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SPLITS and TITS

Splits and Tits

Though both of these games are just variations of  six-card stud and five-card stud-with-a-common , they are unique enough to have garnered major popularity at three of the home-card games I frequent from time-to-time.  Of the two games, Splits and Tits, Tits is the one that has become the mainstay.

Both of these games were introduced by an astute card player, who has a studied command of poker. As I understand, he has applied for a patent for Fifty-Two Splits, which is what he calls Tits.  The players all refer to the game as Tits because it was a cute take-off on splits, the original game that was introduced to us. Splits and Tits are unique because of their card hierarchy and hi-lo aspects . 

Hierarchy:  ( •A take-off on Canadian Stud)
Straight flush
Four of a kind
Full house
Five-card flush
Five-card straight
Four-card straight flush
Three-of-a-kind
Two-pair
 •Four-card flush
•Four-card straight
Pair
High card

 Now for the other aspect, the one that gives these games that extra Åction factor: After all betting is completed, the best high hand and the best low hand split the pot. Note, there are no requirements for winning low–no declare, no eight low. In some instances, a pair or more might be low winner. Since there are low-hand players and high-hand players betting, and  sometimes straights and flushes win both ways (the high and the low),the pots bespeak the Åction.

The added benefit of Tits, it works well even with ten-players!

_______________________________________________________________________________
SPLITS
Process
Each player receives three cards, two face down (hole cards), the third face up.
There is a round of betting. Each player then receives another card, face up.
There is another round of betting. Each player then receives another card, face up.
There is another round of betting. Then, each player receives a final card, this one, face down.
There is a final round of betting.  Players show their hole cards.
Best high hand and best low hand split the pot.
 
GAME: Splits
RANKING: *Five ÅÅÅÅÅ
* Ranking would be higher if not for popularity of game of Tits.
__________________________________________________________________________________
 TITS
Process
Each player receives three cards, two face down (hole cards), the third face up.
There is a round of betting. Next, two common cards are then placed face up in center of table.
There is another round of betting. Each player then receives another card, face up.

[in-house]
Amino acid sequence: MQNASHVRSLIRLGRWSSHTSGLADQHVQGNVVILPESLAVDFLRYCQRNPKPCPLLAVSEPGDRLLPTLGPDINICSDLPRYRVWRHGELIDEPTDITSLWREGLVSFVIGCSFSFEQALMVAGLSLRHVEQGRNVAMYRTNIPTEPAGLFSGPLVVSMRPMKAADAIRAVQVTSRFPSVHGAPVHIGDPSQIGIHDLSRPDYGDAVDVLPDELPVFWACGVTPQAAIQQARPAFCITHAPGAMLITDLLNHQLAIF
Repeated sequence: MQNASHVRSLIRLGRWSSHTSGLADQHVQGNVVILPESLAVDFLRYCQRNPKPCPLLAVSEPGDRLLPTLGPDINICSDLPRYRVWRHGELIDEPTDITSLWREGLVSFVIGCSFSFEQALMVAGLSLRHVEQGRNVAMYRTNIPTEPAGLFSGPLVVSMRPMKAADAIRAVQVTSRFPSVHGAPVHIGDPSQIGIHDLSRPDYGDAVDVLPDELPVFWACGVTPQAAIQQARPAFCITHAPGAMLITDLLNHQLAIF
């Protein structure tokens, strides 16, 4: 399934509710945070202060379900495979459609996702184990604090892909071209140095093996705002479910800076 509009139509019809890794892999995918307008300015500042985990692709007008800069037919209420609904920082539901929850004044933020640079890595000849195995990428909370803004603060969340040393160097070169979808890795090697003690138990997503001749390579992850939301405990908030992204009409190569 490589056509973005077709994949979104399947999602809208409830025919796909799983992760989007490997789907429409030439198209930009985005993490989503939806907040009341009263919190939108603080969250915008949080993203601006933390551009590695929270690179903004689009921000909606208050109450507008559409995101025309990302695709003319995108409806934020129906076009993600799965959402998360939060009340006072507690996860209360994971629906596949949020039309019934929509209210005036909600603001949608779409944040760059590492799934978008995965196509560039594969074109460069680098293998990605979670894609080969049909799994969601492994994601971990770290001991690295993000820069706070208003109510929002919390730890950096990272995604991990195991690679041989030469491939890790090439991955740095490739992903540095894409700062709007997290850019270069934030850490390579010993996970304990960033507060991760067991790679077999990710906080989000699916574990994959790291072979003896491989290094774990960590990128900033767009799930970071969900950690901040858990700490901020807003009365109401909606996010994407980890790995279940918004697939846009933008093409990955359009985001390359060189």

There is another round of betting. Then, each player receives a final card, this one, face down.
There is a final round of betting.  Players show their hole cards.
By combining the best combination of their five cards and one or the other of the common cards, the players form their best five-card hand.  Players have the option of using one of the common cards for high hand; the other, for low hand. Note: Players may use one common card or the other common card, but not both common cards together in any one high or low hand. Players have the option, as well, to use neither of the common cards.
Best high hand and best low hand split the pot.
 
GAME: Tits
RANKING: Seven ÅÅÅÅÅÅÅ
___________________________________________________________________________________

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THE HENNY’s

Henny. The name stems from Henny Youngman, King of One-Liners like: “I take my wife everywhere, but she keeps finding her way back.” ” If you’re going to do something tonight that you’ll be sorry for tomorrow morning, sleep late.” ” I once wanted to become an atheist, but I gave up because they have no holidays.”  

I was first introduced to Henny in about 2005 when I was invited to play in a weekly, Wednesday night poker game in Wellesley, MA. I knew only the one person that invited me. That night I was introduced to a few new games, one of which was Henny–as in a one-liner, five cards in one line as  laid out in Hold ‘Em and Omaha. More important to me than the new games played, was the camaraderie of this warm, friendly group of men playing there.  Ever since this night, many of these Wednesday night poker players have remained as important parts of my life.  

Henny [Now referred to as Single Henny (redundant, yet self-explanatory) or as R O H (Regular Ole Henny)]  

Process
Each player receives five cards, face down.